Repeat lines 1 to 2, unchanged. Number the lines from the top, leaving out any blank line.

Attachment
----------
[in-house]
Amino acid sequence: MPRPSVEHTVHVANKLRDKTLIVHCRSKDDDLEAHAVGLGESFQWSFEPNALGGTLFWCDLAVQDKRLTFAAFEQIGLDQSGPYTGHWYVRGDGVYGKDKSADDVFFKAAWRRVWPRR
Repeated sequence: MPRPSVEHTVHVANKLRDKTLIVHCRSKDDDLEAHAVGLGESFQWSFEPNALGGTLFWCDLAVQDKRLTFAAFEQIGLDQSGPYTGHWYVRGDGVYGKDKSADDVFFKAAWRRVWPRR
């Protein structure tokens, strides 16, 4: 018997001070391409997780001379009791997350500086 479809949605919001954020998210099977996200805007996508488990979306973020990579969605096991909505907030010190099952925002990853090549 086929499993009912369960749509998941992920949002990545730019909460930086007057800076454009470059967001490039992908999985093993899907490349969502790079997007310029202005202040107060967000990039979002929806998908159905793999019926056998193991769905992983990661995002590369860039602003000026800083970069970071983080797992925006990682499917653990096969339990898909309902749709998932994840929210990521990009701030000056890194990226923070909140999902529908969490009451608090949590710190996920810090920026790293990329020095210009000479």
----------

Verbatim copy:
[in-house]
Amino acid sequence: MPRPSVEHTVHVANKLRDKTLIVHCRSKDDDLEAHAVGLGESFQWSFEPNALGGTLFWCDLAVQDKRLTFAAFEQIGLDQSGPYTGHWYVRGDGVYGKDKSADDVFFKAAWRRVWPRR